Asheville City Council begins its work for 2019 with a different look — the staff reports filed by new City Manager Debra Campbell now feature a City Hall logo and a more liberal use of bullet points — but the same consistent issue of affordable housing. On Tuesday, Jan. 8, Council will hold a public hearing on how to reallocate nearly $1.4 million in HOME funding from the U.S. Department of Housing and Urban Development.
As explained by Sam Powers and Michael Blair of the city’s Community and Economic Development Department, $1.1 million in previously allocated funds were not awarded to Mountain Housing Opportunities’ Clingman@Hilliard project and Workforce Homestead’s Falling Waters. Additional program income and contingency funds round out the remainder of the $1.4 million that can now be given to other projects.
The Asheville Regional Housing Consortium, which covers four counties but is led by the city of Asheville, recommended $1 million for Mountain Housing Opportunities’ East Haven apartment complex in Swannanoa. Workforce Homestead’s Amaranth complex in Candler would receive $341,100, while Henderson County Habitat for Humanity would get $55,000 to provide down payment assistance for homeowners in its Dodd Meadows community.
Taken together, this money would support 170 affordable rental units and 12 homeowners. Staff identified no cons or negative fiscal impact to the reallocation.
In other business
Council’s two other public hearings concern conditional zoning modifications for residential developments. The first considers changes to previously approved conditional zoning on Hazel Mill Road in West Asheville to make a 113-apartment project more financially feasible for developer Harry Pilos. Notable alterations include realigning sidewalks along Hazel Mill Road, eliminating the requirement for brick pavers in the parking area and offering bus passes for two years rather than in perpetuity.
The second hearing is on a project of considerably larger scale: a 418-unit subdivision with up to 15,000 square feet of commercial space on 137 acres on Ferry Road. Council will be asked to rezone the property from residential multifamily to a combination of commercial expansion and residential expansion districts, as well as change its future land-use map from traditional neighborhood to residential neighborhood.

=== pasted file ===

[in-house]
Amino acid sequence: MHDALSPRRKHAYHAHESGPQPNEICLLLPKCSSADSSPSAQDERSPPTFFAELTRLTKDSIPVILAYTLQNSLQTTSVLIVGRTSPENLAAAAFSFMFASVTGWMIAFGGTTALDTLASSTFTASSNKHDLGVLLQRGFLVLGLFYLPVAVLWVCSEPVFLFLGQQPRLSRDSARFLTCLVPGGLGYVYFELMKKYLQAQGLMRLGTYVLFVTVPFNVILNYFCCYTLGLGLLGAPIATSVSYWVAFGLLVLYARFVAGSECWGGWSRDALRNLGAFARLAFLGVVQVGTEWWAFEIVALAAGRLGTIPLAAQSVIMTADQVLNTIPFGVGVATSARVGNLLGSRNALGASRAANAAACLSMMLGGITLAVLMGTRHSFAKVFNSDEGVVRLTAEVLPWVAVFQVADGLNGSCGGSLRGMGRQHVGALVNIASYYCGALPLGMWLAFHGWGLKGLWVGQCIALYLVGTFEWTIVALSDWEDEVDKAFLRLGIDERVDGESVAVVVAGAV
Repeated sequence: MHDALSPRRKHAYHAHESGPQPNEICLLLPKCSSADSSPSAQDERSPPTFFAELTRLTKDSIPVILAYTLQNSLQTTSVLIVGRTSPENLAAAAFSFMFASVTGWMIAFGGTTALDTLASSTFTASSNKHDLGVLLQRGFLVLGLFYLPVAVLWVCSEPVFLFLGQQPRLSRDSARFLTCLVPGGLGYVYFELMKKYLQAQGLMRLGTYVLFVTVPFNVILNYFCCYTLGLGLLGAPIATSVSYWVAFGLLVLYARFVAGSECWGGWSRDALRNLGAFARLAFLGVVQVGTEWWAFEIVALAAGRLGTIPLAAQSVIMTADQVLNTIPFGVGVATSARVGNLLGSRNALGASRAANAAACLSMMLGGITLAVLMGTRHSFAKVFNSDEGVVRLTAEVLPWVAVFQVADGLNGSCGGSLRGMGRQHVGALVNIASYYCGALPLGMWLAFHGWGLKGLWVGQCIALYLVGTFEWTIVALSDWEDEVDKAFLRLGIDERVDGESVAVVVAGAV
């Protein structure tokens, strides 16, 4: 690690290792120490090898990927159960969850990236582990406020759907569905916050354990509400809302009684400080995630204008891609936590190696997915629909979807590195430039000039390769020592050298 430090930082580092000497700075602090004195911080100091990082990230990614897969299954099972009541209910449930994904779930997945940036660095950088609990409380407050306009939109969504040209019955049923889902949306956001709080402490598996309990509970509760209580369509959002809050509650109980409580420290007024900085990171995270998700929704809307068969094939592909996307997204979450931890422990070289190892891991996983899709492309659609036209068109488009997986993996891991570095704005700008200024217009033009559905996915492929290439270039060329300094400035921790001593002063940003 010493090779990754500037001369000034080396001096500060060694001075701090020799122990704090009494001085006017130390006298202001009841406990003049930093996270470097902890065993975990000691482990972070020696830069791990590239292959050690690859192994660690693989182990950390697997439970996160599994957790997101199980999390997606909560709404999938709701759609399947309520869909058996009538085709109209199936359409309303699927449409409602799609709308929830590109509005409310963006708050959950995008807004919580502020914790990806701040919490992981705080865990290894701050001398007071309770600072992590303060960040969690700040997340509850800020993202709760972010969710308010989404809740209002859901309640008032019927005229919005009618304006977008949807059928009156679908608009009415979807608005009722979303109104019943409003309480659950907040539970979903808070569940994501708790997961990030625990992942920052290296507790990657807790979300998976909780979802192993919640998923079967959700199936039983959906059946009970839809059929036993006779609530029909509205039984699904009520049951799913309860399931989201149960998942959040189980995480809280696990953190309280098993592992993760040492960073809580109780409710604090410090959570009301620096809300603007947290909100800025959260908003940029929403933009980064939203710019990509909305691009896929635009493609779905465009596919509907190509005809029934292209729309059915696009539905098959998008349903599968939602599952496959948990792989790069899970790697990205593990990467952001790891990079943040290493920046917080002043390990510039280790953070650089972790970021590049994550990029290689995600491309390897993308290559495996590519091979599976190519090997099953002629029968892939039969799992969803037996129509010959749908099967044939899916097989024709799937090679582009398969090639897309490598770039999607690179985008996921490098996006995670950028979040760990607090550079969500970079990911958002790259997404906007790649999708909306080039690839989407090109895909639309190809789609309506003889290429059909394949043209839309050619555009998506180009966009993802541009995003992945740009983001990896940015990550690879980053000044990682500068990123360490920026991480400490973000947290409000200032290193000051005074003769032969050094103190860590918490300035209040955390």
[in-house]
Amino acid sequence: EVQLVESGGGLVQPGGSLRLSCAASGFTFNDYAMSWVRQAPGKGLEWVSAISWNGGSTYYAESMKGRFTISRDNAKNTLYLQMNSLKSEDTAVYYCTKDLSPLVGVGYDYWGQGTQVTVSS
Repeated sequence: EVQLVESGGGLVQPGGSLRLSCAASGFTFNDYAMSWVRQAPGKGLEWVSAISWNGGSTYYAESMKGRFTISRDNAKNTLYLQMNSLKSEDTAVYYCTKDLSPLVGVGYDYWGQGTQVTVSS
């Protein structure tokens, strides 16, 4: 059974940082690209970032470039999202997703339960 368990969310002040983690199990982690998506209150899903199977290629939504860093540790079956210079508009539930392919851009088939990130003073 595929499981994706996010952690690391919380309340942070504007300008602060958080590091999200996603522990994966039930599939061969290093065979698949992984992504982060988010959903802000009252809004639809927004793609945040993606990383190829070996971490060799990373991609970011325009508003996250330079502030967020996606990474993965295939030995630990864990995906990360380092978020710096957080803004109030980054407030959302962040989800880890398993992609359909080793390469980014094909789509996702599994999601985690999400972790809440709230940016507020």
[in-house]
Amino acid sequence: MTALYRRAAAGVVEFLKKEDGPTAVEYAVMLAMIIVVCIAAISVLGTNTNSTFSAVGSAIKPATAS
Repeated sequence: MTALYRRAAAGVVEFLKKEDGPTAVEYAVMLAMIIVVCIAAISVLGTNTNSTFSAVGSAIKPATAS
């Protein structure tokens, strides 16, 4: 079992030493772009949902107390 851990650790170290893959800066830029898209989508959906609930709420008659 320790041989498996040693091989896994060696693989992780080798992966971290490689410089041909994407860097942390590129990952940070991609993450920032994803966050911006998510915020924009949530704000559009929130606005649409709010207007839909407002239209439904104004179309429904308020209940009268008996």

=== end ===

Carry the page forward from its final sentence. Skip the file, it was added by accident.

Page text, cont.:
Most of the conditions sought by the applicant, Jennifer Lanning of Exit Realty, aim to make the project more compact and preserve its environmentally sensitive site next to the French Broad River. Sidewalk widths will be halved from the mandated 10 feet to 5 feet in the subdivision’s residential parts, while the required minimum lot size will be cut from 3,500 to 2,500 square feet.
The meeting’s consent agenda contains nine items, which are typically approved as a package unless specifically singled out for separate discussion. Highlights include the following:
- A resolution placing the conditional use permit for 192 Haywood St. with the Buncombe County Clerk of Superior Court. This move prevents developer PHG Asheville from beginning work on an eight-story hotel, which Council first denied in February 2017. The Buncombe County Superior Court reversed Council’s decision in November 2017, with the N.C. Court of Appeals upholding that decision last November; the N.C. Supreme Court is now considering whether to review the case.
- A resolution approving $9,950 in additional funding for the city’s recently completed disparity study. Staff members say BBC Research & Consulting did not inform them about the additional costs until the end of the project.
- A resolution approving the sale of a 2010 John Deere 410J backhoe deemed surplus property by the Water Resources Department. State statutes require City Council to approve all sales of property valued at $30,000 or greater.
Asheville City Council meets at 5 p.m. in council chambers on the second floor of City Hall at 70 Court Plaza, Asheville. The full meeting agenda and supporting documents can be found here.